The Tales from Europe project sprang, initially, through an administrative anomaly. In an article for The Telegraph published in 2002, when The Singing Ringing Tree was re-issued on DVD, Mark Hudson notes that, for a brief period in the early 1960s, the children’s programmes department was unable to make drama programmes of its own, and was forced to scout round foreign film festivals for suitable material.
Much of what they found had a poetic resonance that British television has only rarely achieved, principally because they were made not by television companies, but by their respective countries’ national film industries, which were all heavily subsidised.
“The Eastern Europeans were making first-class feature films for children,” former head of children’s programmes, Edward Barnes told Hudson. “And they didn’t ask very much for them.
“We would re-edit them into short series, and, because we couldn’t afford dubbing, we’d add narration over the dialogue. This became virtue from necessity, because the viewers could hear the original language and it gave them a taste of other cultures and other worlds.”
Of course, some were also wonderfully re-dubbed and spoofed, for example, by The Fast Show with “Der Swinginginen Ringinen Plinginen Tingingen Plinkingen Plonkingen Boingingen Triee“.
The Singing Ringing Tree has since been re-made, in 2016, as part of the German series Finest Fairy Tales, starring Jytte-Merle Böhrnsen as the Princess, which is available in English, French and German.
Christel Bodenstein, who played the princess in the original DEFA film adaptation, cameos in the role of herbalist and if you look carefully, you might see a picture of her from the original as a portrait of the Queen.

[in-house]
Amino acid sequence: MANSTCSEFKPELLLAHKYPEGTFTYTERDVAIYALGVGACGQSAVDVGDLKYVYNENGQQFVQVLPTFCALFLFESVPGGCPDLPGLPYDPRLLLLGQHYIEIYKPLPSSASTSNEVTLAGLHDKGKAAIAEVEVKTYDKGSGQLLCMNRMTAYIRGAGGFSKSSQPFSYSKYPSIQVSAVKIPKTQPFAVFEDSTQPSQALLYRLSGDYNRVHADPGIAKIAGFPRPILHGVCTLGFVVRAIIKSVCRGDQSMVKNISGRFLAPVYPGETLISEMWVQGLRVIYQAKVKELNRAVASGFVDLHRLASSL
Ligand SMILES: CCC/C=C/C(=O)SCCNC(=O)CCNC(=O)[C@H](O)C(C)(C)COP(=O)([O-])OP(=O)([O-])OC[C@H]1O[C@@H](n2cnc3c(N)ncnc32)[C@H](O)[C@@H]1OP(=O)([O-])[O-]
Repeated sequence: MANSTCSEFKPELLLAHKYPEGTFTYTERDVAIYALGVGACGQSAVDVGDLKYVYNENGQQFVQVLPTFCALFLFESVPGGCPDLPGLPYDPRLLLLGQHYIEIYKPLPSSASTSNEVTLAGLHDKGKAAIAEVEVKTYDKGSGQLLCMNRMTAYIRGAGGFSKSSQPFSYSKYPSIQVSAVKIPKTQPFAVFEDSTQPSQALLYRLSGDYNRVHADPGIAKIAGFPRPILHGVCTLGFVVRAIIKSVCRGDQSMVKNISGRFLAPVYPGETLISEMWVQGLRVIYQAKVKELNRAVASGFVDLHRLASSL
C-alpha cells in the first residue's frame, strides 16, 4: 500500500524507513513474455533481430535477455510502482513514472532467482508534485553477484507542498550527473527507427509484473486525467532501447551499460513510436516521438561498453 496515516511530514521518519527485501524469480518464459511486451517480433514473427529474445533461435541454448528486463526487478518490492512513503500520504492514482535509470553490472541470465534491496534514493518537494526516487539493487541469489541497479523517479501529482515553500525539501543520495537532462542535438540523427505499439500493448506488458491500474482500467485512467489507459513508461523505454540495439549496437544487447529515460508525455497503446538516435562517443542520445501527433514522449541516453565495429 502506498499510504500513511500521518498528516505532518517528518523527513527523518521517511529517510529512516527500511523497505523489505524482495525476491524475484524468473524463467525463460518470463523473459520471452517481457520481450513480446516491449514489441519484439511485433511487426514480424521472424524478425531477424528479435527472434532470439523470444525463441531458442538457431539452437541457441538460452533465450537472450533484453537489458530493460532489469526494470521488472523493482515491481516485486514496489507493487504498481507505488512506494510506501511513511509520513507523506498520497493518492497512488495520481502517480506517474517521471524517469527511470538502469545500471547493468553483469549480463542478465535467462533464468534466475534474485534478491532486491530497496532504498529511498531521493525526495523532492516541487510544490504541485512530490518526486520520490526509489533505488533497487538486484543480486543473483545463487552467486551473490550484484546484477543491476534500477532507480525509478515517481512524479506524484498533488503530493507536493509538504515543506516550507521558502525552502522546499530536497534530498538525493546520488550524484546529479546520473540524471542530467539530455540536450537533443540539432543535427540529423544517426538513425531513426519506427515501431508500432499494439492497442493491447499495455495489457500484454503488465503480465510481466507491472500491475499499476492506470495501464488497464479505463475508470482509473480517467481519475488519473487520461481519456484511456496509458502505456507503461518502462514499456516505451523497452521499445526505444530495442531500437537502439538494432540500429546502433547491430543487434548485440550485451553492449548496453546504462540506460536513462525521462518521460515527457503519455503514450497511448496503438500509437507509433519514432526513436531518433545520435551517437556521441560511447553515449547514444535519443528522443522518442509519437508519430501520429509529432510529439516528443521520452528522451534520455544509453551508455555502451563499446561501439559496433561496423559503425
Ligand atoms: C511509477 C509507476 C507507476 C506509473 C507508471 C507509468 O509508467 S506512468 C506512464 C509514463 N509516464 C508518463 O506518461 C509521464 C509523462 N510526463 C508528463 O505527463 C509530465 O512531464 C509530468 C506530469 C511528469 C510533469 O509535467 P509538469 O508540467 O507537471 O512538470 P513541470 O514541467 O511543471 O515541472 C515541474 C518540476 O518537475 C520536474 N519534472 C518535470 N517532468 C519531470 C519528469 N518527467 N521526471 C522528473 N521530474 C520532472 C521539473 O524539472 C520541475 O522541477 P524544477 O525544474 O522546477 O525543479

Produced by ARD The Finest Fairy Tales offers over 40 of the best and most well-known fairy tales from the Brothers Grimm and Hans Christian Andersen, the films were shot at castles and in forests all over Germany. Just like the originals, they have been a hit in Germany for several years.
However, although widely screened across Europe, including in France, it seems that they have yet to gain a UK sale – although they are offered to schools through the German Goethe Institute.
Perhaps the BBC should take an other look at them…
While the BBC version is, all but one episode, lost, you can obtain sets of original translations subtitled into English. All the 13 English subtitled episodes, plus the only remaining episode “13 English dubbing” cost £22.50 (revised July 2015 price) inc postage and packing. If you would like one just mail the seller at firstname.lastname@example.org – web site at https://thewhitehorsestvseries1968.wordpress.com
In common with many other female singers from the 1960s, Jackie Lee recordings are now collected by fans of ’60s girls and Northern Soul who are brave enough to look beyond the famed White horses. Although Jackie had little commercial success – just two hits in Britain – this is a poor indication of her stature in the British music business, particularly during the 1960s. She lived and breathed music from her childhood in Ireland to her early retirement in 1973. Jackie made many marvellous recordings in a twenty year career and her name crops up in some unlikely places.
TALES FROM EUROPE
“The combination of Tolkien’s storytelling in print and the telly visuals of The Singing Ringing Tree were truly odd, disturbing and very romantic. They were what made me fall in love with story, becoming a voracious reader of novels and poetry.”
• The Telegraph: Return of the teatime terror by Mark Hudson (30th March 2002)
• The Goethe-Institut London offers a touring exhibition consisting of fairy tale posters and teaching materials to British schools and The Finest Fairy Tales are available in German with English subtitles for schools
A group to spread the word about the ‘lost’ classics of television, film and radio and maybe even find a way of plugging some of the gaps. Have you, or your parents or grandparents, got a collection of Film Reels tucked away in an attic or shed somewhere, gathering dust? Did someone in your family have one of the earliest video recorders in the late 1960s?